• Extension of Application Period:  The PPPFA extends the final date by which PPP loans can be made from June 30, 2020 to December 31, 2020.  However, a congressional letter clarifies that June 30, 2020 remains the last day for accepting and approving PPP loans.  Although additional guidance may be issued on whether applications will be accepted until December 31, 2020, employers should err on the side of caution and apply for loans prior to June 30, 2020.
  • Repayment Term is Extended:  For those PPP loans originated on or after the date of enactment of the PPPFA, the repayment term for the unforgiven portion of the loan is extended from two to not less than five years.  However, borrowers and lenders may mutually agree to expand the repayment period under existing loans (entered into prior to enactment of the PPPFA).

This informative webinar addresses New Jersey businesses that have been shut down or operating on a limited capacity due to the Covid-19 pandemic. Our Labor & Employment attorneys, John H. Schmidt, Jr. and Lisa Gingeleskie, map out a prediction of the ‘new normal’ and discuss what post-pandemic reality may entail, including how and when to bring employees and customers back safely. While we can expect the road ahead to be potentially long and difficult, we offer guidelines and strategies for preparing for and documenting reopening procedures.

Topics of discussion include:

  • Addressing Employee Return to Work Concerns

In response to the COVID-19 public health emergency, Congress passed the Families First Coronavirus Response Act (the “FFCRA”) requiring employers with 500 or less employees to provide paid sick leave and paid family leave to qualified employees affected by the pandemic. These benefits are in addition to any other earned sick leave, vacation or other paid time off benefits offered by the employer. These additional benefits are temporary and are only available to employees through December 31, 2020.

Posting requirement: Now that employers are preparing for employees to return to the workplace, employers covered by the FFCRA must prominently display the U.S. Department of Labor’s poster entitled Employee Rights – Paid Sick Leave and Expanded Family and Medical Leave under the Families First Coronavirus Response Act, a copy of which can be found here.

Distribution of Employee Rights publication: Both the federal and state governments are encouraging employers to continue to permit employees to work remotely to reduce the headcount in the workplace and potential spread of the virus. Covered employers who plan to continue remote work arrangements should therefore distribute the DOL’s Employee Rights publication to these employees, if not to all employees, to ensure employee awareness of leave rights under the FFCRA.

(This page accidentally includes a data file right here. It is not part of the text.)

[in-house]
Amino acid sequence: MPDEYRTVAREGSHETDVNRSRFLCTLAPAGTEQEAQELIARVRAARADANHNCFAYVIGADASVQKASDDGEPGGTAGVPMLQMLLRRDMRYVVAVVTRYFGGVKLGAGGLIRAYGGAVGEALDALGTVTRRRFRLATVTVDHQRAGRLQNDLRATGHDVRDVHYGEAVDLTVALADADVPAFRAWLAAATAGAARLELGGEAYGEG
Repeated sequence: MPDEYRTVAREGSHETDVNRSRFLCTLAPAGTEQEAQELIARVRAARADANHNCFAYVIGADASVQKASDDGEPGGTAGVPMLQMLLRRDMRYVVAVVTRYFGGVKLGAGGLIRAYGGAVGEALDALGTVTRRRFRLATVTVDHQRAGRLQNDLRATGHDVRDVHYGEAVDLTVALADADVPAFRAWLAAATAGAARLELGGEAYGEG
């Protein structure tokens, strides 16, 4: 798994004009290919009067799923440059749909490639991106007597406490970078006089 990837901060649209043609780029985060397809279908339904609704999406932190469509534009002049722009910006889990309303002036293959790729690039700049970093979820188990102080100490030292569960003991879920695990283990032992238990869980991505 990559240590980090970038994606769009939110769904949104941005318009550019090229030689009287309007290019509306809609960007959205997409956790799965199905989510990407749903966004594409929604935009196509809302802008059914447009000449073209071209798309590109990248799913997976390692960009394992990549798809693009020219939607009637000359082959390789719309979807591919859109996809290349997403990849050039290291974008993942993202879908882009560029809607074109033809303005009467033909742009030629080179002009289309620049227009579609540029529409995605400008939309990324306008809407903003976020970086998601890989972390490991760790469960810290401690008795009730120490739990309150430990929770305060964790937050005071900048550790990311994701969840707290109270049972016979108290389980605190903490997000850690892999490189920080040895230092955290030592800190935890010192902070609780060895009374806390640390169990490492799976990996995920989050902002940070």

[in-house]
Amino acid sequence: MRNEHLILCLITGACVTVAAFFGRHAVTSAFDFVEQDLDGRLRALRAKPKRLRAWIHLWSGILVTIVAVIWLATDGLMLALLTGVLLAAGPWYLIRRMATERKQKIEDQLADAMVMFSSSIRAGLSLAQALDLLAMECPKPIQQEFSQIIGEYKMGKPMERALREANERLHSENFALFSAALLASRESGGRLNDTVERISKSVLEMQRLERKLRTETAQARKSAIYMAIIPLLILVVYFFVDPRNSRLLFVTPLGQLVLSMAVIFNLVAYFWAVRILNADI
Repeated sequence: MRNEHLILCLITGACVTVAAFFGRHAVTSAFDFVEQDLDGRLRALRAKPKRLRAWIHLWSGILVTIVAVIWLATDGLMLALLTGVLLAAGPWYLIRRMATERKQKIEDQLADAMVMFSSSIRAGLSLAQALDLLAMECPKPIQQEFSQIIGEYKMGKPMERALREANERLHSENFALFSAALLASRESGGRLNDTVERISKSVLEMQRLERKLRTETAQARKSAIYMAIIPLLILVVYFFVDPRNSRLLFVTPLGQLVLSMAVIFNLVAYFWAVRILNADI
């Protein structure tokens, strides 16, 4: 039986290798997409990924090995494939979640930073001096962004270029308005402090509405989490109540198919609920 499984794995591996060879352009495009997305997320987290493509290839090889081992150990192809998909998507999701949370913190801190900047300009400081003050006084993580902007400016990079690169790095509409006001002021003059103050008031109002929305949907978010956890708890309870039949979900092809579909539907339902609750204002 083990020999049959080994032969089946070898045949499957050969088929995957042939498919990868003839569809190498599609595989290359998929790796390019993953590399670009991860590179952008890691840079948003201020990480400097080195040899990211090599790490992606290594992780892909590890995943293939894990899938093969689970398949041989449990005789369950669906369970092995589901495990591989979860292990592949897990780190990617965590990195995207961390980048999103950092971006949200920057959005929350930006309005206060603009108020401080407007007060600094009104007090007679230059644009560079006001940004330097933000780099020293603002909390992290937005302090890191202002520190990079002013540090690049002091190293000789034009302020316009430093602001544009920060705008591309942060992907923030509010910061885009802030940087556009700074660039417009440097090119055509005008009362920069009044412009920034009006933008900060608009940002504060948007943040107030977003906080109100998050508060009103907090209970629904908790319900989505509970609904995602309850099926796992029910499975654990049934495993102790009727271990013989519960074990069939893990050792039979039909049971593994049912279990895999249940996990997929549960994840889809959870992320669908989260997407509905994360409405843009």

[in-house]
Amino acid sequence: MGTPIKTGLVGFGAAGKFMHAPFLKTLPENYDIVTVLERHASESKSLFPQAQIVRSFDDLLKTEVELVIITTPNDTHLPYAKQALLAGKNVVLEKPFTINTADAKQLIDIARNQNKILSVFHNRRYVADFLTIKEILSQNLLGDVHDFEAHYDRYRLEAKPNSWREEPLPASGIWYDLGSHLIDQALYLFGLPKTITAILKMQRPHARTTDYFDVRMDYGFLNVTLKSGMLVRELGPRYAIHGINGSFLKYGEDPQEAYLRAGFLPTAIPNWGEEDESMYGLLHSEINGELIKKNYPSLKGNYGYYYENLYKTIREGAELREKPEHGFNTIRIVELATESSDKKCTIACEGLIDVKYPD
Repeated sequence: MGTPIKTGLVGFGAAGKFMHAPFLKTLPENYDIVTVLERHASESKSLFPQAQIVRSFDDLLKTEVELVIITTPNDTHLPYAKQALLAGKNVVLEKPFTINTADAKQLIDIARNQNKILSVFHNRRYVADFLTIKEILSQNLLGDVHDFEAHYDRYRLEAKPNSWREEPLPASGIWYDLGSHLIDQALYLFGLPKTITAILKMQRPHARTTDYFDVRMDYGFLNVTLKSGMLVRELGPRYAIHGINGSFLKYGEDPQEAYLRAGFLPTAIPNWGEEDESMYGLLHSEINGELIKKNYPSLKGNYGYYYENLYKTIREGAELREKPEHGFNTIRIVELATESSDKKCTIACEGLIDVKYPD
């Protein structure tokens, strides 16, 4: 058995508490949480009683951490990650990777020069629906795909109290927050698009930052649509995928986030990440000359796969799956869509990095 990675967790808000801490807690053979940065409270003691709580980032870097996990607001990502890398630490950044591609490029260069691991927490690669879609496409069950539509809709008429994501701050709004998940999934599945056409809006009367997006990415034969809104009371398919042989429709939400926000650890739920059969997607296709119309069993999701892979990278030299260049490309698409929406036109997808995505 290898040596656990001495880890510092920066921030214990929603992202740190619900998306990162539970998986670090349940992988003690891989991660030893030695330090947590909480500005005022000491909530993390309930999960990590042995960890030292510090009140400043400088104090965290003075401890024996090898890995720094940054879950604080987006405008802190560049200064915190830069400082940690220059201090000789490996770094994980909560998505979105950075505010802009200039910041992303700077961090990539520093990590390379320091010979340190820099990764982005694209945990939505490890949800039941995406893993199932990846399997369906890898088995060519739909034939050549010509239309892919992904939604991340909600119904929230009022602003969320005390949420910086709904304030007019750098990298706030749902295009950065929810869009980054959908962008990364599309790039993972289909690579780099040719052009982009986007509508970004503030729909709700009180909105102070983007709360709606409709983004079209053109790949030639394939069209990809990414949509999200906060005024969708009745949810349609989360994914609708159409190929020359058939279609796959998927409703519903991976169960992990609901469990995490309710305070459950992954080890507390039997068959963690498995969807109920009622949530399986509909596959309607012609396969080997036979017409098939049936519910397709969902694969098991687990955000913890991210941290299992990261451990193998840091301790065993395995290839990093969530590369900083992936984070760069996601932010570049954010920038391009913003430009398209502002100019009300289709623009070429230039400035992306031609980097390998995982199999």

On May 21, 2020, the U.S. Department of Labor (“DOL”) announced a final rule allowing employers to post retirement plan disclosures online or furnish them to workers via email.  The rule is aimed at reducing administrative expenses for employers and making information more readily available to workers.

ERISA-covered retirement plans must furnish multiple disclosures each year to participants and beneficiaries. The exact number of disclosures per year depends on the specific type of retirement plan, its features, and in some cases the plan’s funding status.  To deliver these disclosures electronically, plan administrators were previously required to comply with the regulatory safe harbor established in 2002 under 29 CFR 2520.104b-1(c), which required that disclosures be reasonably calculated to ensure that workers actually received the information, including confirmation that the transmitted information was actually received (e.g., using return-receipt or notice of undelivered electronic mail features, conducting periodic reviews or surveys to confirm receipt of the transmitted information).

On August 31, 2018, Executive Order 13847, entitled Strengthening Retirement Security in America, was issued. The Order directed the DOL to review whether regulatory or other actions could be taken to make retirement plan disclosures more understandable for participants and beneficiaries and to focus on reducing the production and distribution costs that retirement plan disclosures impose on employers.  In October 2019, the Department published a proposed regulation with a solicitation for public comment.  In response to the commentary received, a final rule creating a new voluntary safe harbor was established.  The new safe harbor permits the following two optional methods for electronic delivery:

I. When Can America Go Back To Work?

As employers and employees increasingly chafe at the bit to return to the workplace, businesses must look to state and local stay-at-home directives to determine when they can reopen. It is anticipated that this will occur in phases and will likely depend on the nature of the business and jurisdiction where it is located.

New Jersey: New Jersey’s Stay-At-Home order was initially expected to expire on May 8, 2020. Although Governor Murphy has permitted state and county parks and golf courses to reopen on May 2, 2020, the Governor announced that the stay-at-home directive will remain in place indefinitely until the following six principals in his plan entitled The Road Back are sufficiently met: